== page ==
Greetings to all vWNYers from the pink city of Jaipur in the state of Rajasthan in India. My family and I are spending NYUAD’s Eid al-Adha break in India. Sorry for missing m post last Wednesday when we were on our way to Delhi. I’ll do a make-up at some point.
Meanwhile, it’s very odd to be thinking about Theodore Winthrop’s (1862) novel Cecil Dreeme while I’m nine-and-half time zones away from New York, because it’s always seemed to me to be such a local novel. Such an NYU novel. It’s set, after all, in a lightly fictionalized version of Washington Square. Winthrop calls it “Ailanthus Square,” because Of the ailanthus trees planted there. Henry James refers to the tree in one of our favorite paragraphs from his novel Washington Square (1880), which we will be reading later in the term:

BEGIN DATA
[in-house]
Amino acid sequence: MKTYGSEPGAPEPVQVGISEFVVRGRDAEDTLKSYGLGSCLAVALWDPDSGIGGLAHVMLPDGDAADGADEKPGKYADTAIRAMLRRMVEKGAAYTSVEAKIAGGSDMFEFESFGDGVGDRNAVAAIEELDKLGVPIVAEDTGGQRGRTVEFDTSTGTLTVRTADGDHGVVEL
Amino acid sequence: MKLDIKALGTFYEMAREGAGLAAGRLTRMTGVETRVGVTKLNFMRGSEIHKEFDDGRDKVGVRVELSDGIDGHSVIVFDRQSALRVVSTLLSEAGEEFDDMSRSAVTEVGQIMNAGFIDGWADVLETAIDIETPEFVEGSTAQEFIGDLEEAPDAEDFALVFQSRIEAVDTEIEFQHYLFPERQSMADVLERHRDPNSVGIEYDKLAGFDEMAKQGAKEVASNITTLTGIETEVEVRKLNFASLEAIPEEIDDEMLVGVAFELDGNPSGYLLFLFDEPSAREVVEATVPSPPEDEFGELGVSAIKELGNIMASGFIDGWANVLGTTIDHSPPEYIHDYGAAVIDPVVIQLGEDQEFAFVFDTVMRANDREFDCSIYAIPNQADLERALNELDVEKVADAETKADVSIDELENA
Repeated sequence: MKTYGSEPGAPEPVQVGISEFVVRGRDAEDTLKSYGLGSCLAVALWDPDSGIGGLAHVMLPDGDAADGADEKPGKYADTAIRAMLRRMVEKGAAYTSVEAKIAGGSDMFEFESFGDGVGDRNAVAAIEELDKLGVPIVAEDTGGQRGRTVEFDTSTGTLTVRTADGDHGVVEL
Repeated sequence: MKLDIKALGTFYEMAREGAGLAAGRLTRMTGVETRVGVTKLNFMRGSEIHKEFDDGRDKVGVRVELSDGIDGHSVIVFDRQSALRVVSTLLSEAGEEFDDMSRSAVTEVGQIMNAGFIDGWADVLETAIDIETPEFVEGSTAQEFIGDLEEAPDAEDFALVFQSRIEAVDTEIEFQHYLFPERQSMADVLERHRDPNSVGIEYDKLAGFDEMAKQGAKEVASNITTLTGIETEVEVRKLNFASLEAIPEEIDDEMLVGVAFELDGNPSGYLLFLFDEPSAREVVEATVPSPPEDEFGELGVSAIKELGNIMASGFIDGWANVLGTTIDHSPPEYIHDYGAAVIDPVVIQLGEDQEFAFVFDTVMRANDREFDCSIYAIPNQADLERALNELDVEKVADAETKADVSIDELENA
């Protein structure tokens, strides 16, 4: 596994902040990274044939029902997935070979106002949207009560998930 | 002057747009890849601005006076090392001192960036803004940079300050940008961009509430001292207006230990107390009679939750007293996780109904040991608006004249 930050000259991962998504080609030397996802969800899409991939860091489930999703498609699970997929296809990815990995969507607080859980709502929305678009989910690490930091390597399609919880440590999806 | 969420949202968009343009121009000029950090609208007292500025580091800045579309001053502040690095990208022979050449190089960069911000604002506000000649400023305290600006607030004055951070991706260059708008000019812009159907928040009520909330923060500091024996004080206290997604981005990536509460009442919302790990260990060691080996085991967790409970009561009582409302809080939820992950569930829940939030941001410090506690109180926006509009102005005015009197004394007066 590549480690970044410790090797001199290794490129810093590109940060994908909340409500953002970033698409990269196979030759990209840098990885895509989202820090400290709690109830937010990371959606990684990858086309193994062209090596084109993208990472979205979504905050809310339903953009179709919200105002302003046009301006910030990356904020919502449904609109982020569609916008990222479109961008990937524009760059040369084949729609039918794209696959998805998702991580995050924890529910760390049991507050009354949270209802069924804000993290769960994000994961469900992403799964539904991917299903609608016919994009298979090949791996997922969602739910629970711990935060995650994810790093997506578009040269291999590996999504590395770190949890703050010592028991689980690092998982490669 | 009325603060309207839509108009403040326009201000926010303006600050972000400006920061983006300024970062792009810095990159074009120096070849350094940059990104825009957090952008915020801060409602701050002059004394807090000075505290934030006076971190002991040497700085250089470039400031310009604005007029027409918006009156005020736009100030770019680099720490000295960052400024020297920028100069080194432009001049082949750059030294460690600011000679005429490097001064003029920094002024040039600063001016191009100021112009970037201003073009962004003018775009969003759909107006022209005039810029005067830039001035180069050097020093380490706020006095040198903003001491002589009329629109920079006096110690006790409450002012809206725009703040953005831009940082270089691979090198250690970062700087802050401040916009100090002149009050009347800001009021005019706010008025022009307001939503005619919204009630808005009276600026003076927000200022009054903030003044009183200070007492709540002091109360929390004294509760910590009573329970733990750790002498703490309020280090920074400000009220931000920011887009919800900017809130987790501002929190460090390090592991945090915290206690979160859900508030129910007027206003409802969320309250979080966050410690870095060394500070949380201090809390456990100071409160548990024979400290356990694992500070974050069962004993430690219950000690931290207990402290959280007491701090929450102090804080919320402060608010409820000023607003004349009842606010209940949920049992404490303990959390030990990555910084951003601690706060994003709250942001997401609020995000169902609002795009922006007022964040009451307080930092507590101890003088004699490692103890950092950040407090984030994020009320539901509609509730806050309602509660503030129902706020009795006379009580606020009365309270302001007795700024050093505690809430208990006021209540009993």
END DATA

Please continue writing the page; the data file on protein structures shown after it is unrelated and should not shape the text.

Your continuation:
The ideal of quiet and of genteel retirement, in 1835, was found in Washington Square, where the doctor built himself a handsome, modern, wide-fronted house, with a big balcony before the drawing-room windows, and a flight of white marble steps ascending to a portal which was also faced with white marble. This structure, and many of its neighbours, which it exactly resembled, were supposed, forty years ago, to embody the last results of architectural science, and they remain to this day very solid and honourable dwellings. In front of them was the square, containing a considerable quantity of inexpensive vegetation, enclosed by a wooden paling, which increased its rural and accessible appearance; and round the corner was the more august precinct of the Fifth Avenue, taking its origin at this point with a spacious and confident air which already marked it for high destinies. I know not whether it is owing to the tenderness of early associations, but this portion of New York appears to many persons the most delectable. It has a kind of established repose which is not of frequent occurrence in other quarters of the long, shrill city; it has a riper, richer, more honourable look than any of the upper ramifications of the great longitudinal thoroughfare